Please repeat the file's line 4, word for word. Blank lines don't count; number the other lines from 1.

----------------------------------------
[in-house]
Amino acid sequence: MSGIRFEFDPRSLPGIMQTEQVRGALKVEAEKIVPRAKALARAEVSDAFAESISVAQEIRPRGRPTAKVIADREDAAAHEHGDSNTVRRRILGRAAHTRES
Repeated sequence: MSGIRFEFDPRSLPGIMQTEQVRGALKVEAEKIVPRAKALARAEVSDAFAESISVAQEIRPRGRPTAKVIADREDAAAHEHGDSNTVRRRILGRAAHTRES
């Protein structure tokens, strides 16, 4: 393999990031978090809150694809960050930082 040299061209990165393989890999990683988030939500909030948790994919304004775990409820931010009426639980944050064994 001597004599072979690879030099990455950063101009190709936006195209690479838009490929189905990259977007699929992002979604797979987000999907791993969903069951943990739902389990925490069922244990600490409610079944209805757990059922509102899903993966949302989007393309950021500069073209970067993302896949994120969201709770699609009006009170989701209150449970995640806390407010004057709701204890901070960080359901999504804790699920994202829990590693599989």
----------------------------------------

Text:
């Protein structure tokens, strides 16, 4: 393999990031978090809150694809960050930082 040299061209990165393989890999990683988030939500909030948790994919304004775990409820931010009426639980944050064994 001597004599072979690879030099990455950063101009190709936006195209690479838009490929189905990259977007699929992002979604797979987000999907791993969903069951943990739902389990925490069922244990600490409610079944209805757990059922509102899903993966949302989007393309950021500069073209970067993302896949994120969201709770699609009006009170989701209150449970995640806390407010004057709701204890901070960080359901999504804790699920994202829990590693599989």